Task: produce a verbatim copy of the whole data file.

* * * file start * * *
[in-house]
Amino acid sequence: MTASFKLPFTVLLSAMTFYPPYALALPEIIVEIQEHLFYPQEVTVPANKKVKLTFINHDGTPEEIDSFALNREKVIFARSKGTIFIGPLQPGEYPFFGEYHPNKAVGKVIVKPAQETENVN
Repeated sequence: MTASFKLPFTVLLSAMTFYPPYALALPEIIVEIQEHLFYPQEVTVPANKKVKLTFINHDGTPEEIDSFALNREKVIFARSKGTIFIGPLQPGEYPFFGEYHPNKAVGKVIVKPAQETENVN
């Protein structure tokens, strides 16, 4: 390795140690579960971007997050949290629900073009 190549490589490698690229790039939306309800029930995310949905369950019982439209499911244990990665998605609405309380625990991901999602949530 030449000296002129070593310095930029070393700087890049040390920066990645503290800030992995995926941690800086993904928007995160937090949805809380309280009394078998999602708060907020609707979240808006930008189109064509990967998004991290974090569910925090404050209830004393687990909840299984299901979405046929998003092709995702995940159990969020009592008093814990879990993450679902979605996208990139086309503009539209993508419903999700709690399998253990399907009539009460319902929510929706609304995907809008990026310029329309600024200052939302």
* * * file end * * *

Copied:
[in-house]
Amino acid sequence: MTASFKLPFTVLLSAMTFYPPYALALPEIIVEIQEHLFYPQEVTVPANKKVKLTFINHDGTPEEIDSFALNREKVIFARSKGTIFIGPLQPGEYPFFGEYHPNKAVGKVIVKPAQETENVN
Repeated sequence: MTASFKLPFTVLLSAMTFYPPYALALPEIIVEIQEHLFYPQEVTVPANKKVKLTFINHDGTPEEIDSFALNREKVIFARSKGTIFIGPLQPGEYPFFGEYHPNKAVGKVIVKPAQETENVN
């Protein structure tokens, strides 16, 4: 390795140690579960971007997050949290629900073009 190549490589490698690229790039939306309800029930995310949905369950019982439209499911244990990665998605609405309380625990991901999602949530 030449000296002129070593310095930029070393700087890049040390920066990645503290800030992995995926941690800086993904928007995160937090949805809380309280009394078998999602708060907020609707979240808006930008189109064509990967998004991290974090569910925090404050209830004393687990909840299984299901979405046929998003092709995702995940159990969020009592008093814990879990993450679902979605996208990139086309503009539209993508419903999700709690399998253990399907009539009460319902929510929706609304995907809008990026310029329309600024200052939302």